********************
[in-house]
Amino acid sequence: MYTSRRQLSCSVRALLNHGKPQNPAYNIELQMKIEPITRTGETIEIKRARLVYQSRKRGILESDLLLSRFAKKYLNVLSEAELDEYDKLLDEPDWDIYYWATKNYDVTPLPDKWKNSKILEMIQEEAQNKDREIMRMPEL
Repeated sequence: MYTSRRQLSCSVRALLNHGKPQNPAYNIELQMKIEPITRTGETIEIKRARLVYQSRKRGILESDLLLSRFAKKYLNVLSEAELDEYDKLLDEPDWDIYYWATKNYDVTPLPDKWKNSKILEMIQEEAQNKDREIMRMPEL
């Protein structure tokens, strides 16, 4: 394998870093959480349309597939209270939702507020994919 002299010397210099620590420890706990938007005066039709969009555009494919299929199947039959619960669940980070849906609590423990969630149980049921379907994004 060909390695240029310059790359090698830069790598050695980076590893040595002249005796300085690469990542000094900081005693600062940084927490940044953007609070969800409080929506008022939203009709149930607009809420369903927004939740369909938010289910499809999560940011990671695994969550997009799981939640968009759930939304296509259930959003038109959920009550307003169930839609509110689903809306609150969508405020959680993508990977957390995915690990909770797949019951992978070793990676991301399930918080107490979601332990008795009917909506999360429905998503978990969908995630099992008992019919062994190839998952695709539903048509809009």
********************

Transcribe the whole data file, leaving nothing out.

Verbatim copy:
[in-house]
Amino acid sequence: MYTSRRQLSCSVRALLNHGKPQNPAYNIELQMKIEPITRTGETIEIKRARLVYQSRKRGILESDLLLSRFAKKYLNVLSEAELDEYDKLLDEPDWDIYYWATKNYDVTPLPDKWKNSKILEMIQEEAQNKDREIMRMPEL
Repeated sequence: MYTSRRQLSCSVRALLNHGKPQNPAYNIELQMKIEPITRTGETIEIKRARLVYQSRKRGILESDLLLSRFAKKYLNVLSEAELDEYDKLLDEPDWDIYYWATKNYDVTPLPDKWKNSKILEMIQEEAQNKDREIMRMPEL
């Protein structure tokens, strides 16, 4: 394998870093959480349309597939209270939702507020994919 002299010397210099620590420890706990938007005066039709969009555009494919299929199947039959619960669940980070849906609590423990969630149980049921379907994004 060909390695240029310059790359090698830069790598050695980076590893040595002249005796300085690469990542000094900081005693600062940084927490940044953007609070969800409080929506008022939203009709149930607009809420369903927004939740369909938010289910499809999560940011990671695994969550997009799981939640968009759930939304296509259930959003038109959920009550307003169930839609509110689903809306609150969508405020959680993508990977957390995915690990909770797949019951992978070793990676991301399930918080107490979601332990008795009917909506999360429905998503978990969908995630099992008992019919062994190839998952695709539903048509809009």